Published 22 August 2014
Excavating The Paisley Underground: Rain Parade’s Explosions In The Glass Palace
It's funny how certain moments stick in your memory. Over a lifetime of buying music, there have been innumerable times where I've found myself holding a slab of second-hand vinyl up to the light to examine its condition or digging through boxes of CDs in some dank cellar on Berwick Street, constantly pursuing the "Eureka!" moment that comes from discovering the album you've been after for ages or finding something that looks particularly intriguing. Yet one of my strongest recollections of encountering a record for the first time is via somebody else's leap into the unknown. And that record is Rain Parade's Explosions In The Glass Palace.
"Leap into the unknown" – sounds a bit daft, doesn't it? In 2014, you're never more than a few clicks away from 'discovering' some cool sounding new band from Croatia or becoming an instant expert on 70s Nigerian funk or accessing the entire history of popular music for a tenner a month. But in a small East Midlands town in the mid-80s, the world was a very different place indeed. There I was, sitting in a mate's bedsit in that period between the pubs shutting at lunchtime and opening again in the evening, when my best friend came in bearing freshly-purchased vinyl – and not by Hawkwind or Jethro Tull (our two main lodestones at the time, oh yes). I'm still not sure why he bought these records – Explosions In The Glass Palace, plus a couple of albums from proto-grebos The Bomb Party and The Batfish Boys – but it was an entirely necessary move to drag us out of the prog rock miasma we'd been stumbling around in. And boy, did that Rain Parade sleeve look cool with its picture of the insouciant band sitting in front of large hot house (or glass palace), the sky behind them tinted a sickly shade of apocalypse pink…
Of course, I'd heard of Rain Parade before – probably in this Sounds interview ("In the space of two albums, Rain Parade have deluged us with a golden shower of truly classic tunes.") – so I also knew of the existence of something called the Paisley Underground in LA. (At the time, the only Paisley I knew was in Scotland, so this reference somewhat confused me.) Like many scenes before and since, the Paisley Underground had been conjured out of thin air when a member of The Three O'Clock randomly made the term up in an interview, but there was actually some validity to it – there was indeed a motley collection of bands around LA in the early 80s that had eschewed the then popular hair metal route to fame and fortune and were instead making music inspired by the psychedelic sounds of the 60s. Alongside Rain Parade, the main players in the scene were The Dream Syndicate, The Long Ryders, and The Bangles. Yes, The Bangles – ever wondered where Prince got the inspiration for his Paisley Park label from?
Despite receiving a lot of attention from the music media at the time (particularly in the UK – according to Rain Parade co-founder Matt Piucci, the band "never did shit in LA, ever."), and despite all of the core bands signing to major labels, the Paisley Underground seems strangely absent from the roll-call of reference points in rock history, certainly compared to other contemporaneous US scenes such as post-hardcore (Husker Du, Sonic Youth, Dinosaur Jr etc.), thrash metal (Metallica, Anthrax, Slayer etc.) and Athens, Georgia college rock (R.E.M., B-52s etc.)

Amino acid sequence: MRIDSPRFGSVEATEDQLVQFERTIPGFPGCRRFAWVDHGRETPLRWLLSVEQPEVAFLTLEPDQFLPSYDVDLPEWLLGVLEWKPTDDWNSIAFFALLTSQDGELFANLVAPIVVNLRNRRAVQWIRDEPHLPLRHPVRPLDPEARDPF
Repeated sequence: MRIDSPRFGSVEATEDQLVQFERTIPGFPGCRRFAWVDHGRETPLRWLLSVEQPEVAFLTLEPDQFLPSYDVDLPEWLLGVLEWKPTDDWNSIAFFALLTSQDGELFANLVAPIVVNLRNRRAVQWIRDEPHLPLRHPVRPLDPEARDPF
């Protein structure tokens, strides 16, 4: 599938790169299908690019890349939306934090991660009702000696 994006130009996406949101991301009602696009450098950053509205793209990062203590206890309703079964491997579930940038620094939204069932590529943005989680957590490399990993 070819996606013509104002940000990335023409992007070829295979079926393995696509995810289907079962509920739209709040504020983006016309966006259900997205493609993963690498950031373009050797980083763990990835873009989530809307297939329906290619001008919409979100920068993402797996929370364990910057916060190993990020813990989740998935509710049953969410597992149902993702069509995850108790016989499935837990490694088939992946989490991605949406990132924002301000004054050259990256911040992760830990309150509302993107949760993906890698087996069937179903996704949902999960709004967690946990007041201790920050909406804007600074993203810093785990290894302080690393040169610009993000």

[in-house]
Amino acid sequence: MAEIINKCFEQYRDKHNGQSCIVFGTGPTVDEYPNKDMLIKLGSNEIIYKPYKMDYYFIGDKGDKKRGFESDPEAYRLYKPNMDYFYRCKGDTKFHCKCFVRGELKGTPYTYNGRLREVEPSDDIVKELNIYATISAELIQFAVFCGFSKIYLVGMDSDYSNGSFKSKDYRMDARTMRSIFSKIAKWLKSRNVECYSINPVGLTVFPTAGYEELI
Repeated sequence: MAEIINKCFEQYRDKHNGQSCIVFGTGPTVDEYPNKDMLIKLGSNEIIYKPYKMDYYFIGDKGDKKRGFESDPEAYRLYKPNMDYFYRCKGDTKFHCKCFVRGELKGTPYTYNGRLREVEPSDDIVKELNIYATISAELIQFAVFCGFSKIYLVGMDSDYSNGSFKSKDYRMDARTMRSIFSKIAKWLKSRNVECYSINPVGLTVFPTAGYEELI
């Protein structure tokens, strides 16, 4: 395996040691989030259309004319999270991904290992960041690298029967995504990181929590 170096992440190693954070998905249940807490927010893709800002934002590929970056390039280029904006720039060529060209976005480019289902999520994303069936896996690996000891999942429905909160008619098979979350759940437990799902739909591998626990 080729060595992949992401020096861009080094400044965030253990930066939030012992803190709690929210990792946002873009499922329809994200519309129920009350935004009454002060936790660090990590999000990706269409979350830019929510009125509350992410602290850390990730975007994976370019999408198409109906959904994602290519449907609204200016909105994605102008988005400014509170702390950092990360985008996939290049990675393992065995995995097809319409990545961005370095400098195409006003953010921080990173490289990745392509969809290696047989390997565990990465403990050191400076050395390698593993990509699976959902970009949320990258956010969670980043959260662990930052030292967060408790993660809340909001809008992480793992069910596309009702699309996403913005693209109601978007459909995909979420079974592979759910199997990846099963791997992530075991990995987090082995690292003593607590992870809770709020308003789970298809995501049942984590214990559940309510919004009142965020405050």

The reasons for this are, I think, twofold. Firstly, other than The Bangles, none of the bands particularly flourished in a corporate rock system built primarily to ladle out the transatlantic aural soup of Phil Collins, Dire Straits et al – Rain Parade themselves split after Crashing Dream, their one and only studio album for Island. Secondly, and perhaps more importantly in terms of legacy, the scene didn't really produce any identifiably 'classic' albums, or certainly not ones that have stuck in the collective unconsciousness of music fandom and criticism (I'm sure there's some people who'd make a case for The Dream Syndicate's debut, The Days Of Wine And Roses, but it's still relatively obscure in the grand scheme of things).
That's not to say it wasn't influential – this is arguably where the neo garage/psych movement that's been rumbling on ever since was first kick-started. And even at the time, there were bands on the periphery of the scene that subsequently went on to produce some great records (I'm thinking in particular of Thin White Rope, but also Green on Red and Mazzy Star, formed by Rain Parade's other co-founder David Roback). Then there's this fascinating piece from Alan McGee where he talks about his love of Rain Parade, specifically their debut LP Emergency Third Rail Power Trip (they certainly had a way with titles) – and it suddenly becomes clear that the upbeat melodic psych of this album provided the template not only for many of the early Creation bands, but also much of the jangle pop of the C86 generation.
Of course, I'm now about to make the case for Explosions In The Glass Palace as that great 'lost' defining album of the scene – or am I? Well, not really, because for starters it's not actually an album (at five songs in 21 minutes, it just about qualifies as a mini-album). More pertinently, while I think it is indeed the high watermark of the Paisley Underground, for me it stands apart from the scene, or any scene for that matter, existing as a timeless and powerfully mysterious transmission that helped change the course of my listening habits forever. It was one of those 'gateway' records – which also included Hüsker Dü's Candy Apple Grey and Big Black's Atomizer - that truly engaged me with the possibilities of what could be done within a rock band format (beyond the grandstanding of prog) and just excited the hell out of me with the noise contained in its grooves.